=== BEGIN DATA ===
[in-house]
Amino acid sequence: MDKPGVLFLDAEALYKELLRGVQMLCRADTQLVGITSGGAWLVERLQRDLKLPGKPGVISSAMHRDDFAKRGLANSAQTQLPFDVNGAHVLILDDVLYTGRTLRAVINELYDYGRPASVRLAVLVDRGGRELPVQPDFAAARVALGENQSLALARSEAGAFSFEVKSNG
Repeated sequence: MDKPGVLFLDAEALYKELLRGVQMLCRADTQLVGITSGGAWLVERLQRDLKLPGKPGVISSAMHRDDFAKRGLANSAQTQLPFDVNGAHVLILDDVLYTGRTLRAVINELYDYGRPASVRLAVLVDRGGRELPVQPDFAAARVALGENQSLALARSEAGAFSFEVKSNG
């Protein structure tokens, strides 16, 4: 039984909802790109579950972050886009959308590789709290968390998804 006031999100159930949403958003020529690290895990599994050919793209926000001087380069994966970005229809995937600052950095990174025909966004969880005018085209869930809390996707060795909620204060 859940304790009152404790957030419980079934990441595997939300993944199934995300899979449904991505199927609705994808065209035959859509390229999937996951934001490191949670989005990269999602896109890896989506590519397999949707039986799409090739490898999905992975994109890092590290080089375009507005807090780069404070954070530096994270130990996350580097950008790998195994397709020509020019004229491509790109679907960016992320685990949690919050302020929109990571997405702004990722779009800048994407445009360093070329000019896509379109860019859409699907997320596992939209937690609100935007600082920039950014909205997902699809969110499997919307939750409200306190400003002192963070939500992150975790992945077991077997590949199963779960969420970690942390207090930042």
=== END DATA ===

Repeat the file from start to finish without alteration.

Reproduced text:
[in-house]
Amino acid sequence: MDKPGVLFLDAEALYKELLRGVQMLCRADTQLVGITSGGAWLVERLQRDLKLPGKPGVISSAMHRDDFAKRGLANSAQTQLPFDVNGAHVLILDDVLYTGRTLRAVINELYDYGRPASVRLAVLVDRGGRELPVQPDFAAARVALGENQSLALARSEAGAFSFEVKSNG
Repeated sequence: MDKPGVLFLDAEALYKELLRGVQMLCRADTQLVGITSGGAWLVERLQRDLKLPGKPGVISSAMHRDDFAKRGLANSAQTQLPFDVNGAHVLILDDVLYTGRTLRAVINELYDYGRPASVRLAVLVDRGGRELPVQPDFAAARVALGENQSLALARSEAGAFSFEVKSNG
């Protein structure tokens, strides 16, 4: 039984909802790109579950972050886009959308590789709290968390998804 006031999100159930949403958003020529690290895990599994050919793209926000001087380069994966970005229809995937600052950095990174025909966004969880005018085209869930809390996707060795909620204060 859940304790009152404790957030419980079934990441595997939300993944199934995300899979449904991505199927609705994808065209035959859509390229999937996951934001490191949670989005990269999602896109890896989506590519397999949707039986799409090739490898999905992975994109890092590290080089375009507005807090780069404070954070530096994270130990996350580097950008790998195994397709020509020019004229491509790109679907960016992320685990949690919050302020929109990571997405702004990722779009800048994407445009360093070329000019896509379109860019859409699907997320596992939209937690609100935007600082920039950014909205997902699809969110499997919307939750409200306190400003002192963070939500992150975790992945077991077997590949199963779960969420970690942390207090930042």